In June 2018, Google announced a partnership with Indonesia’s Ministry of Communication and Information (Kementerian Komunikasi dan Informatika) to roll out free WiFi hotspots nationwide by 2022. The program will cover 100% of public areas in Indonesia’s 28 provinces and is predicted to reach 80% of all households by that time.
In Indonesia, with a population of 270 people, the majority are already using the internet. The latest data shows Indonesia’s internal users hit 230 million people. They use the internet to play games, social media, work, study and school, entertainment, shop, and invest in the stock market.
A Growing Demand in a Data Center Industry
The growing internet and social media connectivity have enabled businesses to connect with customers in a new way, leading to the rise of e-commerce and ride-sharing apps. As consumers gain more access to the internet and mobile devices, they are more likely to conduct more financial transactions online, which was previously uncommon in Indonesia.
The data center industry is always rapidly evolving due to the nature of companies’ demands for more data storage. In recent years, cloud computing has been a significant driver in this demand. However, with the growing number of internet users in Indonesia and the shift toward mobile computing, and the proliferation of smartphones, companies are now turning to data centers to ensure the appropriate amount of space dedicated to storage.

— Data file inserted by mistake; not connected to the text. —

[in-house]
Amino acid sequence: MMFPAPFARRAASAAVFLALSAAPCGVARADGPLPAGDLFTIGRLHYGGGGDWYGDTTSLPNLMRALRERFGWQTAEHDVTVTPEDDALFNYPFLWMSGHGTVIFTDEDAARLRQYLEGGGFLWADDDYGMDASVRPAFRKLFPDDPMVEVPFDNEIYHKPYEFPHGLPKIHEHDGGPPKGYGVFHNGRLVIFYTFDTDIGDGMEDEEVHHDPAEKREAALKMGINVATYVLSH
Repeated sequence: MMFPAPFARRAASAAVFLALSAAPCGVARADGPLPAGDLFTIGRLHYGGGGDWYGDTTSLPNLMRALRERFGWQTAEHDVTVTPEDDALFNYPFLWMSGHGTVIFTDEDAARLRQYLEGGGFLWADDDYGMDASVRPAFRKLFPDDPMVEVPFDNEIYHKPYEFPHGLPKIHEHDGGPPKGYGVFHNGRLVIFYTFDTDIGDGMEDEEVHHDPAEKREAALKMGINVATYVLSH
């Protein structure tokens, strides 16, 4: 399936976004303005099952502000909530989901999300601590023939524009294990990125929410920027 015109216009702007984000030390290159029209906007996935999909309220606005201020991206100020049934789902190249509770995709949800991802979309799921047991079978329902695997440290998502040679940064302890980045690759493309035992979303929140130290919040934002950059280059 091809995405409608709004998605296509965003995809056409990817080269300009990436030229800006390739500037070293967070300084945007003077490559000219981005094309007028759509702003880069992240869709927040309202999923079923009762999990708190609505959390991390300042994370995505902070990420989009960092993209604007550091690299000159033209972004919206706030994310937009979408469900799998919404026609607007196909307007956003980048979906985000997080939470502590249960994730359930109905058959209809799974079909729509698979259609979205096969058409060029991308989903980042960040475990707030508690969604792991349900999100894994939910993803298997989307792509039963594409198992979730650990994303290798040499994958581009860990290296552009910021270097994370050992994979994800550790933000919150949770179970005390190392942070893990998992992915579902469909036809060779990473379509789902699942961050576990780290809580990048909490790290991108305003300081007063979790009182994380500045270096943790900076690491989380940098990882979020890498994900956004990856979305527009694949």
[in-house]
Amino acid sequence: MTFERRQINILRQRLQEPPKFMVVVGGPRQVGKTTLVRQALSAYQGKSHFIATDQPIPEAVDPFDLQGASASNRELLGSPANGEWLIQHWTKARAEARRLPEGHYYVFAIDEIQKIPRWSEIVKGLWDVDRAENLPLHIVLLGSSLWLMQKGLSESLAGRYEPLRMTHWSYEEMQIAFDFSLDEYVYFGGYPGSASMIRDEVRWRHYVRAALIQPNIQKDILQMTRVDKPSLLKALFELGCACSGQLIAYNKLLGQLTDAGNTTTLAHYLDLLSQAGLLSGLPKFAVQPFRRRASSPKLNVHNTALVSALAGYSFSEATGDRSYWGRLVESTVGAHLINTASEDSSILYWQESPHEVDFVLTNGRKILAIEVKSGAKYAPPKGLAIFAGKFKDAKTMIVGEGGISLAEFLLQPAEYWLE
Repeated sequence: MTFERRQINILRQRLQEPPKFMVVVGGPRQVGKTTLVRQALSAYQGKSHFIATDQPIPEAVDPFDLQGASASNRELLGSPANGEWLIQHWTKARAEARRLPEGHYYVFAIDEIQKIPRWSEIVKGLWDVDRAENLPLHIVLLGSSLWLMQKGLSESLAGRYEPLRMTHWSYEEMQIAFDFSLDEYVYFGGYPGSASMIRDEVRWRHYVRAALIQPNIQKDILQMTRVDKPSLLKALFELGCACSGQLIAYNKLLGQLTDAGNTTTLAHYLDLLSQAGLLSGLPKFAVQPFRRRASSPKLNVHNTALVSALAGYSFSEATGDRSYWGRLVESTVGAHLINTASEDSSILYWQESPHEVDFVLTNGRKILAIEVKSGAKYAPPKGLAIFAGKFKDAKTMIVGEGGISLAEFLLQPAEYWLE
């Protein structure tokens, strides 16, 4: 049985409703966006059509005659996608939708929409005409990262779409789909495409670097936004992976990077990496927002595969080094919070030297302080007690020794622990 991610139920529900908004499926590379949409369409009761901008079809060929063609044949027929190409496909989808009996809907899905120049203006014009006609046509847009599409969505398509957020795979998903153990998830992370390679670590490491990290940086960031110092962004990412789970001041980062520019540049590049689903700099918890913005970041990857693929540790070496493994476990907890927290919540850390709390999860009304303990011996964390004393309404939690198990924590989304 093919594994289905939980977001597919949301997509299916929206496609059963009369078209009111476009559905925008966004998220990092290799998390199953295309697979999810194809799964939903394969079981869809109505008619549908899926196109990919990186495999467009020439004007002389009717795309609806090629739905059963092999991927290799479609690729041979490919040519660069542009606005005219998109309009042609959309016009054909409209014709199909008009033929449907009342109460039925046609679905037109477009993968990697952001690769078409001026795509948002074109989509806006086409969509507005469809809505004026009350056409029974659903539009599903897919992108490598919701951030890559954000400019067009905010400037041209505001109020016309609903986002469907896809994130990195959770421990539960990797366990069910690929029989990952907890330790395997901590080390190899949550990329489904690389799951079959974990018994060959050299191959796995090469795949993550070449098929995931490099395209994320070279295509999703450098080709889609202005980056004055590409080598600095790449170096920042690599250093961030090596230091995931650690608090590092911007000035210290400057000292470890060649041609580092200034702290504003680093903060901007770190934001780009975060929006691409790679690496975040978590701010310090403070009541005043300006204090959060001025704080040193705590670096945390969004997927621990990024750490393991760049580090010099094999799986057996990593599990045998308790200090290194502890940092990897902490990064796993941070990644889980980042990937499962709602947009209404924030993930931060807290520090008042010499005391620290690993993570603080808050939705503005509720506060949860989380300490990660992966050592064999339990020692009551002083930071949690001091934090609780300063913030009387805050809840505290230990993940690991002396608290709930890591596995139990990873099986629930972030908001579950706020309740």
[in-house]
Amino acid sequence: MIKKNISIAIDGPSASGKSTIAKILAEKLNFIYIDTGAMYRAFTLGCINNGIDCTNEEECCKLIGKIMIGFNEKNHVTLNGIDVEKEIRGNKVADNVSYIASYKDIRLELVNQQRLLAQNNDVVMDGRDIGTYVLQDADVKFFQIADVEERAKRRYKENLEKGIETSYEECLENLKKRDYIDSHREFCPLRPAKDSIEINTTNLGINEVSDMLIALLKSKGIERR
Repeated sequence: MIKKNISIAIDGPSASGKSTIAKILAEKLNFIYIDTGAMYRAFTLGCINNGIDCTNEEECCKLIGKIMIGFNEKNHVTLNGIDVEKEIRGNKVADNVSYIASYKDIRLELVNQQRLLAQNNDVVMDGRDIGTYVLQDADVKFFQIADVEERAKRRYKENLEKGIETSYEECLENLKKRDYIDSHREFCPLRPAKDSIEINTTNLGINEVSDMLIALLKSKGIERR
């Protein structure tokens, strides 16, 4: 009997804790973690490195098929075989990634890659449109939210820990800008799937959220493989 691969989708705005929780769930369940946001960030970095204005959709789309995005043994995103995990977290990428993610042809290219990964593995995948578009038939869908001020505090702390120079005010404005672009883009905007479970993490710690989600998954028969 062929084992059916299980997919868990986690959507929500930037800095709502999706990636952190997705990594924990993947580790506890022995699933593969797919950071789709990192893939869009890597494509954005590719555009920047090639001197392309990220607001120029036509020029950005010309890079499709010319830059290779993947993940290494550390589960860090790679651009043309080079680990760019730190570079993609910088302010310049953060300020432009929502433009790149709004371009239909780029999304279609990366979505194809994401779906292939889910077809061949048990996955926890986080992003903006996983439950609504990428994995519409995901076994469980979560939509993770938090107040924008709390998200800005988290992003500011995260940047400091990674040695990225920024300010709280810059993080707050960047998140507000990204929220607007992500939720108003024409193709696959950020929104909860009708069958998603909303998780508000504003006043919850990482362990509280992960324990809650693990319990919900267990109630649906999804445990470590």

Despite this tremendous growth rate, Indonesia still has plenty of potential for further development. The country’s leading providers of mobile broadband services recently announced that they would be upgrading their infrastructure to support 5G by 2023. Once in place, this will create an even greater need for data centers and could trigger further development in Indonesia—the growing demand for these facilities has already been visible in recent years.
Strong demand from Indonesian consumers will continue to drive capital equipment investments in data centers, which are needed to support the operations of e-commerce platforms, mobile apps, and cloud services. Data center operators will look to build and acquire a more flexible infrastructure that can handle the ever-increasing traffic demands for video streaming services.
As a result, data center operator groups will look to expand their stable assets overseas. The appeal of Indonesia’s growing economy will likely lead data center operators to enter into partnerships with local companies or form joint ventures with local partners to deliver their services in Indonesia.
From 2012 to 2022, the number of internet users in Indonesia increased by 5.8 percent each year, reaching a total of 122 million by 2022. Digital adoption rates are projected to reach 80 percent in 2022, up from 63 percent.
Digitally adopting Indonesia has been a popular trend among smartphone-obsessed Westerners for the past five years. Tech giants like Apple, Google, and Samsung have made it known that they’re eyeing the country as their next big market, and many new apps have been developed to cater specifically to Indonesian users.
Despite the growth of Indonesia’s economy, which is expected to overtake Japan’s GDP by 2022, the country and its people still lack access to essential utilities. Current data centers in Indonesia account for nearly 90% of the country’s carbon emissions. It has driven companies to seek greener practices and implement more eco-friendly means of data storage.